An analysis of Greater Santiago, Chile, 2008–2011
Land upzoning and state investment in public infrastructure are two of the principal factors that increase the rent gap in the city; however, the scale of their impact remains unknown. This paper presents a novel method of rent gap analysis based on multiple linear regressions with controlled fixed factors, tested for Greater Santiago, Chile. Drawing on an administrative dataset of 36,911 transactions for new apartments sold between 2008 and 2011, along with data regarding the size of each apartment and its commercial sale price—but discounting imputed land and construction costs—it can be seen that state investment in the Metro rapid transit network enlarged the potential ground rent (portion of the rent gap capitalized by developers) by 25.6% over the period. Similarly, each additional floor area ratio point (dictated by district zoning guidelines) increased capitalized ground rent by an average of 6.1%. Meanwhile, the portion capitalized by small-scale private landowners through sale of un-redeveloped land increased by only 5.5% over the same period. These results show the high elasticity of the rent gap, the strong influence of land regulations and state-financed Metro infrastructure on rent gap formation, and the need for discussion of taxation of the capitalized ground rent for redistributive purposes.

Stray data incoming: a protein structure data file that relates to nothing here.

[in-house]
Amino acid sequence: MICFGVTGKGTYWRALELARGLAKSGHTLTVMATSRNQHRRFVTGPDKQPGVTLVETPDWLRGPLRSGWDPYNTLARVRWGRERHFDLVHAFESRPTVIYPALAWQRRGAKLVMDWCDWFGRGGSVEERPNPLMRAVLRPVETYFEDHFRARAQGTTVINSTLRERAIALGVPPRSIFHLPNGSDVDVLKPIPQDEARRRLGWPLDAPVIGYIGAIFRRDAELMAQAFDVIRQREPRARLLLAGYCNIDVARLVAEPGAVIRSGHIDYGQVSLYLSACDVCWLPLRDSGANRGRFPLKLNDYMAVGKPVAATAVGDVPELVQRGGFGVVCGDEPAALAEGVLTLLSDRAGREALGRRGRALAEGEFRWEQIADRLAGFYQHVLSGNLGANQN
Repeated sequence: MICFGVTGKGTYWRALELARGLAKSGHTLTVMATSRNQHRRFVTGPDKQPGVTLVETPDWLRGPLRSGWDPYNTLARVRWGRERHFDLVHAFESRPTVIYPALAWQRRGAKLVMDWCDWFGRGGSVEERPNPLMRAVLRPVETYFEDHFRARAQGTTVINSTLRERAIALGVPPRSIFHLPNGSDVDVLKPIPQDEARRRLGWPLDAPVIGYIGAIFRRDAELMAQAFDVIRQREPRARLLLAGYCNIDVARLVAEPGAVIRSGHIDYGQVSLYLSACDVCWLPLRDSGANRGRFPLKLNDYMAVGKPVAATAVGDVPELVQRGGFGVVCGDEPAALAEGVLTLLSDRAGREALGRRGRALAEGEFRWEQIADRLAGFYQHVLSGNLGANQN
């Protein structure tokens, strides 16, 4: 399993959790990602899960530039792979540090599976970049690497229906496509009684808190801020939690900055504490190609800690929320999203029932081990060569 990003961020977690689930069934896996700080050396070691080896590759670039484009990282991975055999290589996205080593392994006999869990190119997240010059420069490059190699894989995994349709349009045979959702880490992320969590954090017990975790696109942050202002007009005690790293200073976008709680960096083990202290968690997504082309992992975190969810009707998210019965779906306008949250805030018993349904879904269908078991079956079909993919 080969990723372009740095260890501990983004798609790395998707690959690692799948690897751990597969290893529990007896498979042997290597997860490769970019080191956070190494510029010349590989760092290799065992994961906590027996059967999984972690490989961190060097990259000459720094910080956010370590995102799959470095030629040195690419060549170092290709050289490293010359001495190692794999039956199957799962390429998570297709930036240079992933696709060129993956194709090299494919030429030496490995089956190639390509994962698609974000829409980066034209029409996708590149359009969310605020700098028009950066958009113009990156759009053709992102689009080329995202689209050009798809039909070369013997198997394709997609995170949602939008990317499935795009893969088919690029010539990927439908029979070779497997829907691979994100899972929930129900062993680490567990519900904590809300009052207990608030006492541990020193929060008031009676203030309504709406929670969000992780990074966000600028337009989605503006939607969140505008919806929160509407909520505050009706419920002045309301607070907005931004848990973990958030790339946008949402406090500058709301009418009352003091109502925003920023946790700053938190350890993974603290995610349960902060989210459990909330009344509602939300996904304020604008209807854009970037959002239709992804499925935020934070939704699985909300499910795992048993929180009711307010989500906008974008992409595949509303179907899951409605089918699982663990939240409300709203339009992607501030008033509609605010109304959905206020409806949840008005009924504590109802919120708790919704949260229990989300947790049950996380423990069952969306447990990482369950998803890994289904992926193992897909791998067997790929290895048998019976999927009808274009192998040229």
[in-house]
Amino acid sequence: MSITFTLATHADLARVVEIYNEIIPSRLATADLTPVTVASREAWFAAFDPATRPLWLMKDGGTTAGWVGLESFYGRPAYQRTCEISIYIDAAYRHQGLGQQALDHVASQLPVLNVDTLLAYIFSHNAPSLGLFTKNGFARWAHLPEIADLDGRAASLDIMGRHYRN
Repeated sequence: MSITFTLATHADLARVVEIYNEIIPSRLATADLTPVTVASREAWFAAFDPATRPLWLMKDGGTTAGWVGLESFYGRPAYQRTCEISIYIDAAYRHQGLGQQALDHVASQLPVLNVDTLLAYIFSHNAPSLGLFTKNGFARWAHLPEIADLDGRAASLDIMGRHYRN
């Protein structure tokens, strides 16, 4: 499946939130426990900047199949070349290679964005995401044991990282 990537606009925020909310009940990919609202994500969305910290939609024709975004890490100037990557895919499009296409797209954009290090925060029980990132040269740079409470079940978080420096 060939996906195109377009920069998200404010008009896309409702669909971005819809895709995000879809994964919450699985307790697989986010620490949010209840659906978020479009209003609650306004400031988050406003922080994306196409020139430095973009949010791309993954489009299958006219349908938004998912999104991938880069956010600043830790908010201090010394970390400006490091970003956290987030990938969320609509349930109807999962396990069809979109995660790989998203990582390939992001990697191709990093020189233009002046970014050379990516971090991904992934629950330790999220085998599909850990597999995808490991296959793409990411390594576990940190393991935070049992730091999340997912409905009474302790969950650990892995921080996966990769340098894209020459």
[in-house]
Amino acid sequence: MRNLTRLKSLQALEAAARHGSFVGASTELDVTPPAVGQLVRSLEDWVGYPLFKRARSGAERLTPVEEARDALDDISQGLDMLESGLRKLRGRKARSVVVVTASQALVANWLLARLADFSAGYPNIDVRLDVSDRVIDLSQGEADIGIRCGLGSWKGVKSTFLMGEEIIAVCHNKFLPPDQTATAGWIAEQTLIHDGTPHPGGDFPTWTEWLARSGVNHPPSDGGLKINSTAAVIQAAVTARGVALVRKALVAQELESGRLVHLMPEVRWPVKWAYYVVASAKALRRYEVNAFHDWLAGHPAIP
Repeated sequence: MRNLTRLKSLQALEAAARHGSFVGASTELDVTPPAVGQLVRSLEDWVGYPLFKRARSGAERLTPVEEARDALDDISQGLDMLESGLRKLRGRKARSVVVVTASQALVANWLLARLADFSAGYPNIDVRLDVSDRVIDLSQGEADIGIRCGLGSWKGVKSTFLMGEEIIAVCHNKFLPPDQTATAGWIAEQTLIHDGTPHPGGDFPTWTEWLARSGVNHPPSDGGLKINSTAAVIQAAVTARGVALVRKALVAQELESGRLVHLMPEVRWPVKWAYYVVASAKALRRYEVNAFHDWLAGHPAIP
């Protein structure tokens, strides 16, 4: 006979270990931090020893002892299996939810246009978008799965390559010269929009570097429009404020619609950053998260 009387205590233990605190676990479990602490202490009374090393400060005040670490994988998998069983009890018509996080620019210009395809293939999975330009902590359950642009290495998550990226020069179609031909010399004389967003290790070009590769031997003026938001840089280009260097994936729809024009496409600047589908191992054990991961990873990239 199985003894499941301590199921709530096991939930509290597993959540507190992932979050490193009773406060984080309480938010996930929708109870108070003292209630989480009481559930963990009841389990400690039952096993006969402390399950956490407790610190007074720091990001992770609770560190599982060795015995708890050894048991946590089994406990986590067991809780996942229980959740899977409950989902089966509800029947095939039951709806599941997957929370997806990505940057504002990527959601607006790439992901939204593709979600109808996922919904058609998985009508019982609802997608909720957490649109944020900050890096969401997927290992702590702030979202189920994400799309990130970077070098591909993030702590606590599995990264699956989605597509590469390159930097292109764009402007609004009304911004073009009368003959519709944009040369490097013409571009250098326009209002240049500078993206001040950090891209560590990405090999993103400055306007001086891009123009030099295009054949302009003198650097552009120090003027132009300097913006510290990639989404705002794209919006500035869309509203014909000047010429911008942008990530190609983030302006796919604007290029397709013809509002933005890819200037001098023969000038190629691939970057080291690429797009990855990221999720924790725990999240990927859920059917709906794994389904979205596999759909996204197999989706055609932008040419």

PALABRAS CLAVE: Rent gap, private developers, metro, upzoning
2019. Environment and Planning A: Economy and Space. Vol. 51 N° 7 Págs 1536-1557. Junto a Ernesto López-Morales, Claudia Sanhueza, Sebastián Espinoza y Felipe Ordenes